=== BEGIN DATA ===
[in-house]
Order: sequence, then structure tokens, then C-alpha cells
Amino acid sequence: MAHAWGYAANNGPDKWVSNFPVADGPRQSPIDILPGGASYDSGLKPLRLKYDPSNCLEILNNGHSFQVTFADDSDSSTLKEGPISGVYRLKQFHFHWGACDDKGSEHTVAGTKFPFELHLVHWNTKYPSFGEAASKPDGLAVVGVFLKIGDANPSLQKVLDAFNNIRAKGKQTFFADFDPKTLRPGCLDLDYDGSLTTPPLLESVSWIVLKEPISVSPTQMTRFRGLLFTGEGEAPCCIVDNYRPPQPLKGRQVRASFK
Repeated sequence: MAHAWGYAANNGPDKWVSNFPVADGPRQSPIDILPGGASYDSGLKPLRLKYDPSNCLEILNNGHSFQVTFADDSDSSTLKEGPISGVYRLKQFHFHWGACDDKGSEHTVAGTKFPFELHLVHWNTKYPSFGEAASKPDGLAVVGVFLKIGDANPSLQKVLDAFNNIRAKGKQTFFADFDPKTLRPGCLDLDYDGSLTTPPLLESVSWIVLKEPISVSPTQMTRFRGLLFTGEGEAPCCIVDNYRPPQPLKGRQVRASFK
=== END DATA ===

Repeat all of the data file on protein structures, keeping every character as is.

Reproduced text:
[in-house]
Order: sequence, then structure tokens, then C-alpha cells
Amino acid sequence: MAHAWGYAANNGPDKWVSNFPVADGPRQSPIDILPGGASYDSGLKPLRLKYDPSNCLEILNNGHSFQVTFADDSDSSTLKEGPISGVYRLKQFHFHWGACDDKGSEHTVAGTKFPFELHLVHWNTKYPSFGEAASKPDGLAVVGVFLKIGDANPSLQKVLDAFNNIRAKGKQTFFADFDPKTLRPGCLDLDYDGSLTTPPLLESVSWIVLKEPISVSPTQMTRFRGLLFTGEGEAPCCIVDNYRPPQPLKGRQVRASFK
Repeated sequence: MAHAWGYAANNGPDKWVSNFPVADGPRQSPIDILPGGASYDSGLKPLRLKYDPSNCLEILNNGHSFQVTFADDSDSSTLKEGPISGVYRLKQFHFHWGACDDKGSEHTVAGTKFPFELHLVHWNTKYPSFGEAASKPDGLAVVGVFLKIGDANPSLQKVLDAFNNIRAKGKQTFFADFDPKTLRPGCLDLDYDGSLTTPPLLESVSWIVLKEPISVSPTQMTRFRGLLFTGEGEAPCCIVDNYRPPQPLKGRQVRASFK